The following guest commentary is from Noah Kass, clinical director of the Realization Center, one of the largest addiction treatment centers in New York City.

From novice day traders to seasoned hedge fund managers, anxiety is synonymous with life on Wall Street.

Regretting past missed calls and obsessively worrying about future earnings is a favorite Wall Street pastime.

In today's column, we look at two readers battling anxiety.

In challenging thoughts and questioning belief systems, we can reduce anxiety and concentrate on becoming successful professionals.


I work for a major bank, am relatively young and desperately nervous about losing the money I have earned. I feel so focused on becoming wealthy that my life is becoming unmanageable and I am always looking at my bottom line. I have a great family and great friends, but do not always appreciate them. Any help you could offer, I could use. Thank you.


The accumulation of wealth feels like Wall Street's everything.

The one with the most money wins. No major revelations, just a fact.

Now for an opinion. You stated: "I have a great family and great friends and a great life."

Do you know how lucky you are?

Every day, I treat people who would love to be part of a family, any family.

It is disrespectful to not recognize your fortunes.

You need to break the cycle of identifying and valuing only the quantifiable.

Talk to a Wall Street veteran who has seen the cycles, the trends, the fads, the bulls, the bears, the ups, the downs, the scandals, the tops, the bottoms, the bubble, the burst...

They will tell you what experience has taught them:

Self worth is not the same as net worth.

I get that you want to be rich. Join the club. There are many of us

around these days and membership is by donation.

Want is not need.

The way you measure success is limited.

Of course you are hyper focused on your finances.

It is easily definable, requiring you to look outward not inward.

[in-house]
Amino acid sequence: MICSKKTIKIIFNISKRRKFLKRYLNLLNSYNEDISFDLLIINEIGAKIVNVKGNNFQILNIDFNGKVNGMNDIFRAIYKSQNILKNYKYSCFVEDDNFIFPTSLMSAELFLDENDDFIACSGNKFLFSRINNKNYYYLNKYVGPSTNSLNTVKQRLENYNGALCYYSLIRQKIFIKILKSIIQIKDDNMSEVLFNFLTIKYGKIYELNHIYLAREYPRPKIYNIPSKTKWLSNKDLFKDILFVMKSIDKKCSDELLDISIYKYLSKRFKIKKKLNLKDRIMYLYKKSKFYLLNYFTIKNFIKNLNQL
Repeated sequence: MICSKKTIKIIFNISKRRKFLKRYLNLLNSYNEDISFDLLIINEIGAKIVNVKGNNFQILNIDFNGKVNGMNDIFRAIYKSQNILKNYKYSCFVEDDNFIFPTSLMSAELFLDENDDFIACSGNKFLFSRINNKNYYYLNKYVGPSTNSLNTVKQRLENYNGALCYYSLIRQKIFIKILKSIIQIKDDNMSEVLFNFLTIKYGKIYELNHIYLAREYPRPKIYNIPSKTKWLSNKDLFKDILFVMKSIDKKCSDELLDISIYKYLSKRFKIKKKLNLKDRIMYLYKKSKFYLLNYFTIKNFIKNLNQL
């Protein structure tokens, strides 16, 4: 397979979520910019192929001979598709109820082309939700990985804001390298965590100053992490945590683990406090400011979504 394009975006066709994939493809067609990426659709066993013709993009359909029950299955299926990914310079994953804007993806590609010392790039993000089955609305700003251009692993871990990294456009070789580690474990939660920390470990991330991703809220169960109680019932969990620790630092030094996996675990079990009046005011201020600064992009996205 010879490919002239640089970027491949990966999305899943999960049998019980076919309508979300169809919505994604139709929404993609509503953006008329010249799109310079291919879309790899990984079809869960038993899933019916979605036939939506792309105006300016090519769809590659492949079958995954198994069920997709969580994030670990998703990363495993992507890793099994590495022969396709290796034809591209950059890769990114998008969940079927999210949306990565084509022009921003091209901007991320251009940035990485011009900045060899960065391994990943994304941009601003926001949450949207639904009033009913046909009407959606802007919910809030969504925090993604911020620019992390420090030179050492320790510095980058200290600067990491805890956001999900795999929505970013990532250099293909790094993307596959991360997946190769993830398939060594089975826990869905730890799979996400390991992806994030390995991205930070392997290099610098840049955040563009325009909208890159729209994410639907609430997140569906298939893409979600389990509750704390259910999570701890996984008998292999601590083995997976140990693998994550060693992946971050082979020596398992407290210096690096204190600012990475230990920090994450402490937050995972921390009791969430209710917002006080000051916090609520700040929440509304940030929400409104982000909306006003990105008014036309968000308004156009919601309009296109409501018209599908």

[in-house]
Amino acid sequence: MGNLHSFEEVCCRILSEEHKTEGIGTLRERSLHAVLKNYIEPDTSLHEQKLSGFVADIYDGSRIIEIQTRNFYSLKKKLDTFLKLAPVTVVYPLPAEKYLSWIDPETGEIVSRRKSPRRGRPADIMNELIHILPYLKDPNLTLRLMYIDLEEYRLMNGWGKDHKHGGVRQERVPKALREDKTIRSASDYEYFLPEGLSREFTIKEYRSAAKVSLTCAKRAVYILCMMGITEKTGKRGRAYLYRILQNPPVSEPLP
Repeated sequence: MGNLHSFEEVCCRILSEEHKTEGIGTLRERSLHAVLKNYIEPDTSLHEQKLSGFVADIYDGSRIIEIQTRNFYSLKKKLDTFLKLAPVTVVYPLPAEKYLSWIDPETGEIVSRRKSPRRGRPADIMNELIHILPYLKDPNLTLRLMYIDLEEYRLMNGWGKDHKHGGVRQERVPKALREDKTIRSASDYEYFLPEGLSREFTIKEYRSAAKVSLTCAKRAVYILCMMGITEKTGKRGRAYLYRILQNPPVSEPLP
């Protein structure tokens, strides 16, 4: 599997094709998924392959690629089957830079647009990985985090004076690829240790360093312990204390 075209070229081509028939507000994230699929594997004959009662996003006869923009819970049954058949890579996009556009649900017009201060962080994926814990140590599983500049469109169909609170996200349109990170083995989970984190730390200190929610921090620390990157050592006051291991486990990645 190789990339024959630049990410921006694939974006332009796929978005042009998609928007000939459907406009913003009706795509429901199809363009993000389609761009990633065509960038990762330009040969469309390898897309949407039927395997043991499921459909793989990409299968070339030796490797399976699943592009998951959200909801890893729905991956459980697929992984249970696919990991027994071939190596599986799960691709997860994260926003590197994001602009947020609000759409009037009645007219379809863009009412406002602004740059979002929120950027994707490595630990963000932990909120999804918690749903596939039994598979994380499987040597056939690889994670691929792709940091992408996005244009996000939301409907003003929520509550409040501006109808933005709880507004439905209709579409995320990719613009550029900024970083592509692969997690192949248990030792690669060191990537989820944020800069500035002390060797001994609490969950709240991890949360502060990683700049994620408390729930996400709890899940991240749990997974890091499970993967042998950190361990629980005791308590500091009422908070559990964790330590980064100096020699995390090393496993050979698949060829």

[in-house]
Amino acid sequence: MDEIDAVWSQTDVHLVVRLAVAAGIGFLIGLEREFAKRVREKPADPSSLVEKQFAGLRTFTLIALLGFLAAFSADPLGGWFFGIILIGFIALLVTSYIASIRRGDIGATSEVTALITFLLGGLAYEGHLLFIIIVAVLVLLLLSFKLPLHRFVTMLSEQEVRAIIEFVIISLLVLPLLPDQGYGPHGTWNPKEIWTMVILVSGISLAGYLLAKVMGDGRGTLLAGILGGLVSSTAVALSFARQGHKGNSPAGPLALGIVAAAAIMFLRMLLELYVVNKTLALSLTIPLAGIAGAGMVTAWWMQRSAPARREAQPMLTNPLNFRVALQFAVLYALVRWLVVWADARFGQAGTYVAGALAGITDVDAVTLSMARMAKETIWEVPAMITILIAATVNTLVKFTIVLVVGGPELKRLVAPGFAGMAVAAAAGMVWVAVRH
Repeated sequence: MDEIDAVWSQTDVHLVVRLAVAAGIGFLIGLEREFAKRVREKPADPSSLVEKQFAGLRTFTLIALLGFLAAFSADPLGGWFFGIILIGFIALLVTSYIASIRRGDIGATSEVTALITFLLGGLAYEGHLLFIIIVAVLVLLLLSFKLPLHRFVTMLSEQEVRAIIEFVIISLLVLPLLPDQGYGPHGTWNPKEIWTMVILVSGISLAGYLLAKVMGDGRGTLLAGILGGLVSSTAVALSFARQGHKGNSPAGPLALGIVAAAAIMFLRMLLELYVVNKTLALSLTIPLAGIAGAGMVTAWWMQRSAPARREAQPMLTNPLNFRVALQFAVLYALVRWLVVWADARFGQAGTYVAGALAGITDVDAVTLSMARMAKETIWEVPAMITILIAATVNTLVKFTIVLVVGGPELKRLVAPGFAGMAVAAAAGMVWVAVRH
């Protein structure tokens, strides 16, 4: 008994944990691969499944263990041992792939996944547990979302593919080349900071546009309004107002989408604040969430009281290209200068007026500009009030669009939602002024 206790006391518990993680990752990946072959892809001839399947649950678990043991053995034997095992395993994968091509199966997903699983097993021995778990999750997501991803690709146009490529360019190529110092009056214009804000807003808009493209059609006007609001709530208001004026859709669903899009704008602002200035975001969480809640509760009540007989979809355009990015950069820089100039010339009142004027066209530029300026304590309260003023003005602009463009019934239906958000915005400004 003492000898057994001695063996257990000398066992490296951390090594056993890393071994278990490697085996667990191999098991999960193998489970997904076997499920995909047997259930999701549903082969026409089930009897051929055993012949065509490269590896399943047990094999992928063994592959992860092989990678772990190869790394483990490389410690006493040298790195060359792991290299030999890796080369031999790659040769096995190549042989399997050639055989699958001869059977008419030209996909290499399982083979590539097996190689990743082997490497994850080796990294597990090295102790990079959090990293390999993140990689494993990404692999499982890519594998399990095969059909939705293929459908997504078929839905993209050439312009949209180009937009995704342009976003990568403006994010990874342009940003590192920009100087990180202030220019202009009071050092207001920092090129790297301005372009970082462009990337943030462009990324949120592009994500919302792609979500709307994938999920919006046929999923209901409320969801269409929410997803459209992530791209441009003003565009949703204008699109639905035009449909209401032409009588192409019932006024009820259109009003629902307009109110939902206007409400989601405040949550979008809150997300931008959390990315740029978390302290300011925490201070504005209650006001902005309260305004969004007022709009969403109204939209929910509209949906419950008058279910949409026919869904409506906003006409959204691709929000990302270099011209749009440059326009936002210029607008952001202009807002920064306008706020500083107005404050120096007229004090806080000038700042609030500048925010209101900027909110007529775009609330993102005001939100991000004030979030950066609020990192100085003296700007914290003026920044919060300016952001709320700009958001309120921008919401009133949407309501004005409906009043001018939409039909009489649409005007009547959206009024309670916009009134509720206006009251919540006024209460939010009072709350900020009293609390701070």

It is harder to evaluate if you have loved fully, given generously and listened to what Gandhi calls the "still small voice of conscience."

These are all factors that in my eyes make someone successful.

Fear keeps you looking at your bottom line, holding you hostage.

Being ritualistically obsessed with your finances will not create wealth any quicker

Try watching a clock ticking. It does not make time go faster.

People succeed when they feel confident.

Your fear of losing money could become a self-fulfilling prophecy.

You need to keep working hard, but need to be focused less on the outcome.

By and large, smart, hard-working people usually come out ahead.

Value your net worth, but also place value in that which comes from

the heart (your family and friends!)

That combination is unbeatable.


Having grown up in the '60s, the market felt like another world to me. Even 40 years later I cannot believe that I chose to do this for a living. Sometimes regret kicks in and I want to be free from all these constraints, like I was back then. Now I am panicked, then I felt free. In addition, I am now drinking more then I should and know it's connected to this anxiety. Also, I feel like the values I had back then are so different from what I have now and this is, I know, based on the world of Wall Street.